The EU should not underestimate the huge challenges member states face when preparing their own borders for Brexit, as well as the risk of long delays and disruption at European ferry ports.
This was the warning from the Freight Transport Association’s (FTA) deputy chief executive James Hookham, who recently gave evidence to the European Parliament Committee on Transport and Tourism, as part of a public hearing on the impact of Brexit on land transport into and out of the UK.
Mr Hookham advised the committee that the EU27 should be equally as keen to continue trading with the UK, saying: “It is important that the need to maintain successful trade relationships is recognised as an equal risk for both parties. This is not just a UK problem.”
With the UK out of the EU, the number of customs declarations handled by the British customs system would more than quadruple from 90 million a year to around 390 million.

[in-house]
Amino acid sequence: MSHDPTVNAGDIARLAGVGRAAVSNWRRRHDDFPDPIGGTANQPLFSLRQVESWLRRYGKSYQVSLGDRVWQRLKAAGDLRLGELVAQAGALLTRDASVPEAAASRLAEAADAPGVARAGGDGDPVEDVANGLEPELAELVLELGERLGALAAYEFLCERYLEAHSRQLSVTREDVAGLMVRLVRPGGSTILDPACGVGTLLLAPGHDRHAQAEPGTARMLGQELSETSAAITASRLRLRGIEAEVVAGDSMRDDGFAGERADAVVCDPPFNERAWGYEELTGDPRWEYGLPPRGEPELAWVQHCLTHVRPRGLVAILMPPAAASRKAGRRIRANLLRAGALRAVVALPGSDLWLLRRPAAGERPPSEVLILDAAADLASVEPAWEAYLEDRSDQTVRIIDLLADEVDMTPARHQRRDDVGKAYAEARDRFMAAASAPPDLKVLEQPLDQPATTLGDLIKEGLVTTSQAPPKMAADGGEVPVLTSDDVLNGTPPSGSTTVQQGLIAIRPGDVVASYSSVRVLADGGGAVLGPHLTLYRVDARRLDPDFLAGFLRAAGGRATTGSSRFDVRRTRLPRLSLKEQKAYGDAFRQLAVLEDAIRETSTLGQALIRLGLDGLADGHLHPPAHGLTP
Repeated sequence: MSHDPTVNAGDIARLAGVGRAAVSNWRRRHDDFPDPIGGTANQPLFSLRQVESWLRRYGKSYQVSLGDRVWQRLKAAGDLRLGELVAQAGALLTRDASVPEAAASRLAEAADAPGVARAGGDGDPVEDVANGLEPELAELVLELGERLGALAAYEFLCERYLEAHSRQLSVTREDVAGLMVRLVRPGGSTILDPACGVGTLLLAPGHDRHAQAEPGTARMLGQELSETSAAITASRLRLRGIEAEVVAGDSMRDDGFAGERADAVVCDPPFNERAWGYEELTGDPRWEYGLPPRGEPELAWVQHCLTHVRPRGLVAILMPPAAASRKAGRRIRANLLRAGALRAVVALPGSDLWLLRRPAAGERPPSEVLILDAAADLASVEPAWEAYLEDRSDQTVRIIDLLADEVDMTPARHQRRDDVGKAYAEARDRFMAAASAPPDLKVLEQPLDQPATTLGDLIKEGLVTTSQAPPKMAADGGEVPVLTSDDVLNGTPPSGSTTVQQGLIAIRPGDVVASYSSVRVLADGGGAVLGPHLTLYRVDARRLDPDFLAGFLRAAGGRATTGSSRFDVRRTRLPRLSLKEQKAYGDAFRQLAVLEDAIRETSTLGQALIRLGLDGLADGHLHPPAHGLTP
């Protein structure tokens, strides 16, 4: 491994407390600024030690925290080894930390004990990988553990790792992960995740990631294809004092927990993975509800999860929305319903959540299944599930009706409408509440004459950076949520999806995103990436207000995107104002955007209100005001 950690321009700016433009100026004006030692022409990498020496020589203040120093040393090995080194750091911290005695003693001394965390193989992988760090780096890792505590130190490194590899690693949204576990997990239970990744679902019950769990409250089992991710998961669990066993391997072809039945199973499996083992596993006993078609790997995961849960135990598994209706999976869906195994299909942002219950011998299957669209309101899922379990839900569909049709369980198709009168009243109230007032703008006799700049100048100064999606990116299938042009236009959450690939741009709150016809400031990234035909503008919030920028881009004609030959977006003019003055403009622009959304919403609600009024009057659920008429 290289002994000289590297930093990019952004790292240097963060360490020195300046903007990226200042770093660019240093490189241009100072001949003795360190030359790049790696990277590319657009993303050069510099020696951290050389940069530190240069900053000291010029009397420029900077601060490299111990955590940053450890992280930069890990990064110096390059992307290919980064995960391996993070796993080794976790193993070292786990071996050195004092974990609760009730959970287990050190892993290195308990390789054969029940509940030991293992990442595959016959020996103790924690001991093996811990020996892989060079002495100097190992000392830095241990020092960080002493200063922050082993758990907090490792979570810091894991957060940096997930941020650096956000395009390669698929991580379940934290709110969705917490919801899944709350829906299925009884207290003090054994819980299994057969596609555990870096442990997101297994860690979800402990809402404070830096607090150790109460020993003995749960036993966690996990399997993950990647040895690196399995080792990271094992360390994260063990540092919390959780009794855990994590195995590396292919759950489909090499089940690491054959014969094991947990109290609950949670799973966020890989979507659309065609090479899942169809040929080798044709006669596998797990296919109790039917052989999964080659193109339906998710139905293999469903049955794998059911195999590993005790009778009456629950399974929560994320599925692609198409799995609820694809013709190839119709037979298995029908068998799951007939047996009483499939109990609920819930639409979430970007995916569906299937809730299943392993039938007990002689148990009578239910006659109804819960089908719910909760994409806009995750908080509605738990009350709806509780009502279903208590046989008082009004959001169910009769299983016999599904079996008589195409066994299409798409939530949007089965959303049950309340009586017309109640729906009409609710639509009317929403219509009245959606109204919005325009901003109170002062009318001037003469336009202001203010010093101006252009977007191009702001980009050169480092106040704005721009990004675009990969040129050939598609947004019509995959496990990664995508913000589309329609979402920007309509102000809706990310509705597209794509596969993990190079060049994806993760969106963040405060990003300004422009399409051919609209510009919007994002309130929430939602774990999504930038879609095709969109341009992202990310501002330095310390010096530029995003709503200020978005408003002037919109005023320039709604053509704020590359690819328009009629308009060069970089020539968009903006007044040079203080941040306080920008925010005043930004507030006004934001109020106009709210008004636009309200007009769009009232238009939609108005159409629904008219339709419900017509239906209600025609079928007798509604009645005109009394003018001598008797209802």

Mr Hookham added: “The scale of this [trade] is truly enormous and it is important that all stakeholders comprehend what we are really talking about.
“Some 185,000 enterprises will be required to make customs declarations and other border checks after Brexit, for the first time in the UK; eighty per cent of the vehicles that cross the English Channel between France and England are EU-registered vehicles.”
The FTA is seeking clarification from the EU on three key areas that will critically affect trade after Brexit.
These are customs arrangements and facilities, the need for vehicle quotas, and the recognition of driver qualifications.
Mr Hookham went on to say: “In the meantime, we must make sure that vehicles can continue to cross the border and that there is mutual recognition of driver qualifications and licences.
“There is a need for not just the UK government, but for the other EU27 governments to step forward and to act.”
FTA represents nearly 17,000 members operating over 220,000 heavy goods vehicles, equating to half the UK’s HGV fleet.
Posted on 14th December 2017
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